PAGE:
A real life trip to the Ban Ho community, the village of the Tay ethnic group in Sa Pa. We had the opportunity to explore the customs and traditions of the local people. One of the most impressive things for us is the five-colored sticky rice. The colors are as beautiful as a rainbow.
While we sit by the fire, we enjoy the sound of spring and waiting for the pots to steam wakes up our hungry stomachs. During this time, I take the opportunity to talk to Mrs Ma Thi Ot (a 65 year old woman living in Ban Den village - Ban Ho community). She teaches me about making five-colored sticky rice - the traditional dish very famous throughout the Tay people in Sa Pa.
While looking after the pot, Mrs Ma Thi Ot shows me how to make the five-colors of sticky rice. She explains that making the dish of five-colors is a rather complex process. First, they need to find plants to create the colors, such as: the "khau cam" tree to create a purple color, the "khau deng" tree to create a red color, and the "khau kheo" tree to create a yellow color. The coloring from these plants is the main feature of this sticky rice.
The plants were crushed, boiled and filtered so they would absorb water. The Tay ethnic group use sticky rice from Muong Bo, which are round seeds with a sweet scent. This sticky rice will look like smooth, shining beads. Before staining, the seeds are rubbed and then soaked in water at a moderate temperature for 6 to 8 hours. The seeds will form grains, and are then divided into 5 sections and soaked in the colors. Rice that is soaked in color for 2 to 3 hours will be the most beautiful. If not soaked for long enough, the rice won't have enough time to absorb the colour. If soaked for too long the color will be too strong.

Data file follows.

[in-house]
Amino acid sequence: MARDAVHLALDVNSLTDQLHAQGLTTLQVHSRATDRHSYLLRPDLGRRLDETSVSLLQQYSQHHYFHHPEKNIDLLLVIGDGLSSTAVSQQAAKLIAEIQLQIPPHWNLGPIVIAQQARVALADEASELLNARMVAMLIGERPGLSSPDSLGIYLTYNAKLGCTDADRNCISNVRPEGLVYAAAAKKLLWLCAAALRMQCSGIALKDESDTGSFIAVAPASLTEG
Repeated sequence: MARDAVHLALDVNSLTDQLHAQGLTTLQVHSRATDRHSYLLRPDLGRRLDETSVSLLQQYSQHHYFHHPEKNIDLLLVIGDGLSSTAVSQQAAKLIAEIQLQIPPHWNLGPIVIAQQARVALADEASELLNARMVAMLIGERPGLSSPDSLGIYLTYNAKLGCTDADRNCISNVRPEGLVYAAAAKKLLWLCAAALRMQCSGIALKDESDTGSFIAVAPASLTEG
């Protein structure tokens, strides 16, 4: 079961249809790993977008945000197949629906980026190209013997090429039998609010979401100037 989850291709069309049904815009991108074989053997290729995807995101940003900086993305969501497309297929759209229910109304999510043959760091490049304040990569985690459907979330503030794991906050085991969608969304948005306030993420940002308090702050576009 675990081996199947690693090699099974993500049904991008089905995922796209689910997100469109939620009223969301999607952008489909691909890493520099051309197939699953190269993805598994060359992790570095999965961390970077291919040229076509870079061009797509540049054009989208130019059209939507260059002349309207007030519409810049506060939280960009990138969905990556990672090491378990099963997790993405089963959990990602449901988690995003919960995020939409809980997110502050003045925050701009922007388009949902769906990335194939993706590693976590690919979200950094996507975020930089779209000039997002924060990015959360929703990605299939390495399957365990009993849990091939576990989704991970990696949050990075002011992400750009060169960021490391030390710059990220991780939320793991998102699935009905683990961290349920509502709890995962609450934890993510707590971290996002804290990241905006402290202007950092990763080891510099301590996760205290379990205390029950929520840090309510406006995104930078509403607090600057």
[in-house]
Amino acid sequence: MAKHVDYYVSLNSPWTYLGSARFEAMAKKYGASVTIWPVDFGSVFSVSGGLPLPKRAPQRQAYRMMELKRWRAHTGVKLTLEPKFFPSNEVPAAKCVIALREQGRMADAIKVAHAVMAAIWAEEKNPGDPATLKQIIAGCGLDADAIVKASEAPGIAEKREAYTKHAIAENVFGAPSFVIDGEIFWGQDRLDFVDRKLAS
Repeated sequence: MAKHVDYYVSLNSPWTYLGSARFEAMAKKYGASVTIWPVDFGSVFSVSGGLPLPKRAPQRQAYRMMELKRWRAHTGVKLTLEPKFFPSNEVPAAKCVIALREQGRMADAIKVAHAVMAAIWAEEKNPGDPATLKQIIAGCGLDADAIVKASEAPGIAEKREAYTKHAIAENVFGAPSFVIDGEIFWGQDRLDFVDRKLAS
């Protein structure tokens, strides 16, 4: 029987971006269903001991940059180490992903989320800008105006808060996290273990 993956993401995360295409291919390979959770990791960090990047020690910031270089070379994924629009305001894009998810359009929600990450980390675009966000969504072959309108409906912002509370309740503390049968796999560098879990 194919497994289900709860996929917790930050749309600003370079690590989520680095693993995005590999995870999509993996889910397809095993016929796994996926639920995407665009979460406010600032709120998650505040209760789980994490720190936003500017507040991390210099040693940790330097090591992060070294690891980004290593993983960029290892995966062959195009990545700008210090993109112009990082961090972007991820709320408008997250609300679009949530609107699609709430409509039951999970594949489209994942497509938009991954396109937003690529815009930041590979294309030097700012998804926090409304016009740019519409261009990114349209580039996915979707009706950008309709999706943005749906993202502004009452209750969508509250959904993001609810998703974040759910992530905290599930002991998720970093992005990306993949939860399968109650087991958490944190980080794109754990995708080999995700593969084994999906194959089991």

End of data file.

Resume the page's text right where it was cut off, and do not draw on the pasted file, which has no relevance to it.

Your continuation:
When the sticky rice is steamed, the different colors are not mixed together. Mrs Ot did this by putting each part of the rice into the steamer in separate sections and used banana leaves as lining. She places the lighter colors on top and darker colors on the bottom, as this prevents the dark colors dropping on the light colors.
The five-colored sticky rice of the Tay ethnic group includes the colors: magenta, yellow, blue, violet and purple. The steamer is made by the wood carved from the "Sung" tree, using wood from this tree helps to make the food delicious and aromatic. The Tay ethnic group usually make five-colored sticky rice in the ritual of worshipping and celebrating a new house, they also make it on the 5th of May, as well as the day of the full moon in July.
Mrs Ot has just finished this process and it's time to finish cooking. Each section is scooped from the dish and it produces fresh colors, a fragrant smell and a feeling of warmth. We are relaxed from sitting by the fire and we are eagerly ready for the delicious food. The exotic colors of the sticky rice make it seem so strange, but the taste is also familiar.